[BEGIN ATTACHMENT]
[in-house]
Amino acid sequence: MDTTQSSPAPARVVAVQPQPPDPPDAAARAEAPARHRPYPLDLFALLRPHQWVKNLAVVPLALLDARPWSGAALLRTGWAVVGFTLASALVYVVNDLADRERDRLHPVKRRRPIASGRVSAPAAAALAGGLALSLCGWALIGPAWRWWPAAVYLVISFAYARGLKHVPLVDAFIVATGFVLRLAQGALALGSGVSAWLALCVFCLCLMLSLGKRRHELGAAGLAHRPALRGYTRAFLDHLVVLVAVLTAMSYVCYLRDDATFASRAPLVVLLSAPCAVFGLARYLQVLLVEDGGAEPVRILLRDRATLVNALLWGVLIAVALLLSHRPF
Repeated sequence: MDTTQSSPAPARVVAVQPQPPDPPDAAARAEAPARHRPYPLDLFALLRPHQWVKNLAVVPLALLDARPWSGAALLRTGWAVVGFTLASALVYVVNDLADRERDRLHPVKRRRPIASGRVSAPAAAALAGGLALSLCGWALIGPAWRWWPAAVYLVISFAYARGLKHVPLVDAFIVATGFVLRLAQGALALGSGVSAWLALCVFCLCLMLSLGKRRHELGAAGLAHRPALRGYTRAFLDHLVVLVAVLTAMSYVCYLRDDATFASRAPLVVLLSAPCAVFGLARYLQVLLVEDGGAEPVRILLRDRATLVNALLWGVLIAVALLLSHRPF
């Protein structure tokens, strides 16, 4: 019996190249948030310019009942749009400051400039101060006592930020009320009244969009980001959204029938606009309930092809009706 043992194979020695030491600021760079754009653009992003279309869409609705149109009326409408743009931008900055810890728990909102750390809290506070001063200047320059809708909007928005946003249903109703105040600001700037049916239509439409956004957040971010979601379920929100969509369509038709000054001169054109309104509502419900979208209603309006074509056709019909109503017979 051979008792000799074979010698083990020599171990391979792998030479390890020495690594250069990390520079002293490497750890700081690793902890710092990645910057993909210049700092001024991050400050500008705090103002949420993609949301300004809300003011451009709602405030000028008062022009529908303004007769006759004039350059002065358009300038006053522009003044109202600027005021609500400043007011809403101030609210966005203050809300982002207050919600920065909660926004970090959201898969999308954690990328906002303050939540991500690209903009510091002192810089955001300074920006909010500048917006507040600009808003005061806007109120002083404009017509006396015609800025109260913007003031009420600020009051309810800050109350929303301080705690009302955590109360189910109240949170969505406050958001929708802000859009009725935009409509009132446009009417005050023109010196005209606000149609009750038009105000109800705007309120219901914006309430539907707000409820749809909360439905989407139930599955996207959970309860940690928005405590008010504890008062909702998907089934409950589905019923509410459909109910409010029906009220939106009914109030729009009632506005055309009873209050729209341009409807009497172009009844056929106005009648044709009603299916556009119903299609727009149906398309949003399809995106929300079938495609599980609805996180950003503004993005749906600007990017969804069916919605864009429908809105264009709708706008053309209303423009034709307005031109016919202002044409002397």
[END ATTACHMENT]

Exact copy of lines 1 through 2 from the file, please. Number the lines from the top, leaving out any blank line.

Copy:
[in-house]
Amino acid sequence: MDTTQSSPAPARVVAVQPQPPDPPDAAARAEAPARHRPYPLDLFALLRPHQWVKNLAVVPLALLDARPWSGAALLRTGWAVVGFTLASALVYVVNDLADRERDRLHPVKRRRPIASGRVSAPAAAALAGGLALSLCGWALIGPAWRWWPAAVYLVISFAYARGLKHVPLVDAFIVATGFVLRLAQGALALGSGVSAWLALCVFCLCLMLSLGKRRHELGAAGLAHRPALRGYTRAFLDHLVVLVAVLTAMSYVCYLRDDATFASRAPLVVLLSAPCAVFGLARYLQVLLVEDGGAEPVRILLRDRATLVNALLWGVLIAVALLLSHRPF